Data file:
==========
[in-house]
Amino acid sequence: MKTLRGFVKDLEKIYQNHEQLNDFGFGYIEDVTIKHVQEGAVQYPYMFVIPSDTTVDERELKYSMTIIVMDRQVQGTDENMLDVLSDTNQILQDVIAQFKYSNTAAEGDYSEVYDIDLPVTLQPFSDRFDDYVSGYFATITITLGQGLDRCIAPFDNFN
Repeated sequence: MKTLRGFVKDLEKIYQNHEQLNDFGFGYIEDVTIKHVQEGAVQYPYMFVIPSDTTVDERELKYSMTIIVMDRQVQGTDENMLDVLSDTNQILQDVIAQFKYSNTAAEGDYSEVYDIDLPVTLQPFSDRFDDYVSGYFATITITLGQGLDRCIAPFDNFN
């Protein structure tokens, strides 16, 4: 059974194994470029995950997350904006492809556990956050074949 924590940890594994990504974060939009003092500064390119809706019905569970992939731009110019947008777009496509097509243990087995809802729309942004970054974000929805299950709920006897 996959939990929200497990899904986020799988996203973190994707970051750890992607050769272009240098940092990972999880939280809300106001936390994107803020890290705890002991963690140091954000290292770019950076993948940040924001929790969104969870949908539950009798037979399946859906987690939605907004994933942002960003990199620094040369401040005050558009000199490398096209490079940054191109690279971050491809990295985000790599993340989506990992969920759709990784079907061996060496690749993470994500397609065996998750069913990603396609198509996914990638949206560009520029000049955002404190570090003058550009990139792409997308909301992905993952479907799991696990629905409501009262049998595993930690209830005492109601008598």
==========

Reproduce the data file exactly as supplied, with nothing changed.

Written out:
[in-house]
Amino acid sequence: MKTLRGFVKDLEKIYQNHEQLNDFGFGYIEDVTIKHVQEGAVQYPYMFVIPSDTTVDERELKYSMTIIVMDRQVQGTDENMLDVLSDTNQILQDVIAQFKYSNTAAEGDYSEVYDIDLPVTLQPFSDRFDDYVSGYFATITITLGQGLDRCIAPFDNFN
Repeated sequence: MKTLRGFVKDLEKIYQNHEQLNDFGFGYIEDVTIKHVQEGAVQYPYMFVIPSDTTVDERELKYSMTIIVMDRQVQGTDENMLDVLSDTNQILQDVIAQFKYSNTAAEGDYSEVYDIDLPVTLQPFSDRFDDYVSGYFATITITLGQGLDRCIAPFDNFN
């Protein structure tokens, strides 16, 4: 059974194994470029995950997350904006492809556990956050074949 924590940890594994990504974060939009003092500064390119809706019905569970992939731009110019947008777009496509097509243990087995809802729309942004970054974000929805299950709920006897 996959939990929200497990899904986020799988996203973190994707970051750890992607050769272009240098940092990972999880939280809300106001936390994107803020890290705890002991963690140091954000290292770019950076993948940040924001929790969104969870949908539950009798037979399946859906987690939605907004994933942002960003990199620094040369401040005050558009000199490398096209490079940054191109690279971050491809990295985000790599993340989506990992969920759709990784079907061996060496690749993470994500397609065996998750069913990603396609198509996914990638949206560009520029000049955002404190570090003058550009990139792409997308909301992905993952479907799991696990629905409501009262049998595993930690209830005492109601008598």